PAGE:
# Bug? Is this a bug or am I going stark raving mad?

Discussion in 'Bugs & wishlist' started by JackKirk, Nov 1, 2018.

Code:
`Private junk As Long = 30 * 24 * 3600junk = junk * 1000Log(junk) 'get 2592000000junk = 30 * 24 * 3600 * 1000Log(junk) 'get -1702967296`

This is not a bug. When you multiply int values you get an int result.

Code:
`Private junk As Long = 30 * 24 * 3600Log(junk) ' get 2592000junk = junk * 1000Log(junk) 'get 2592000000junk = 30 * 24 * 3600 * 1000Log(junk) 'get -1702967296`
I'm confused too.

Multiply the first 3 values:
30 * 24 * 3600 = 2592000

Multiply the result by the 4th value:
2592000 * 1000 = 2592000000

When multiplying the same 4 values but all on one line:
30 * 24 * 3600 * 1000 = -1702967296

When you write an integer number as a literal, integers from -2 147 483 648 to +2 147 483 647 are cast to an Int in B4A/B4J (did not test B4i). Integers literals outside the Int range are cast to a Long, which has a range of -9 223 372 036 854 775 808 to +9 223 372 036 854 775 807. Any integer literals outside the Long range will just overflow and remain a Long.

When you write
Code:
`junk = 30 * 24 * 3600 * 1000`
All four integer literals are converted to Int (they are in that range). 30 is multiplied by 24, giving an Int of 720. 720 is multiplied by 3600, resulting in an Int of 2592000. 2592000 is multiplied by 1000, which then produces an overflow (the result is larger than the max Int size), resulting in -1702967296 which then is cast to a Long.
When you write
Code:
`Private junk As Long = 30 * 24 * 3600Log(junk) ' get 2592000junk = junk * 1000`
Then 30*24*3600 produces an Int of 2592000, which then is cast to a Long. Then you multiply that Long by an Int, the Long does not overflow (in this case), producing your expected result of 2592000000.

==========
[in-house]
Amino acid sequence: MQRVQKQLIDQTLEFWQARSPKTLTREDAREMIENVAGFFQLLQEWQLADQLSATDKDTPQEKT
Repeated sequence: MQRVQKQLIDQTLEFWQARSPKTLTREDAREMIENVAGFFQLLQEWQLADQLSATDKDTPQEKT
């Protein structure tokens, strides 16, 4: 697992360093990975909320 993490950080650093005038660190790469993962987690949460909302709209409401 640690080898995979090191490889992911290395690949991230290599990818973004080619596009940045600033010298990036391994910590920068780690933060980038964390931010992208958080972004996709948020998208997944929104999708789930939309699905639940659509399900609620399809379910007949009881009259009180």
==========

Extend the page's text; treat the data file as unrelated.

Moral of this story, when mixing Long and Int multiplication, make sure that the first number (be it a variable or be it an integer literal) is a Long or you may experience an unexpected result (due to overflow).

Note: In Java, you can add a L to your integer literal (such as 100L) to designate that number as a Long, but that does not seem to work in B4A (nor B4J), where Int or Long are solely determined by the range the integer literal falls into.

Peter Simpson, ac9ts, jimmyF and 2 others like this.

The bottom line is: if you want to make a calculation with long values then make sure that at least one of the values is a long variable.

jimmyF likes this.

More accurately, the Long variable/integer literal must be in a position where Int calculations have no chance to overflow. For me, that would mean first position. Let the code speak:
Code:
`Private junk As Longjunk = 30junk = junk * 24 * 3600 * 1000 * 100 * 10Log(junk)junk = 30junk = 24 * junk * 3600 * 1000 * 100 * 10Log(junk)junk = 30junk = 24 * 3600 * junk * 1000 * 100 * 10Log(junk)junk = 30junk = 24 * 3600 * 1000 * junk * 100 * 10Log(junk)junk = 30junk = 24 * 3600 * 1000 * 100 * junk * 10Log (junk)junk = 30junk = 24 * 3600 * 1000 * 100 * 10 * junkLog (junk)`
And the output:
As can be seen, the last two do not produce the expected result. The position of the Long variable is important.

moster67, mindful, ac9ts and 3 others like this.

An example
Code:
`Private junk As Longjunk = 259200000 * 100Log(junk)junk = 2592000000 * 10Log(junk)`
Results
In the first calculation, two Int's are multiplied (both literals fall into the Int range), resulting in an overflow and producing an unexpected result. In the second calculation, the first literal is cast to a Long and the result is as expected.

mindful likes this.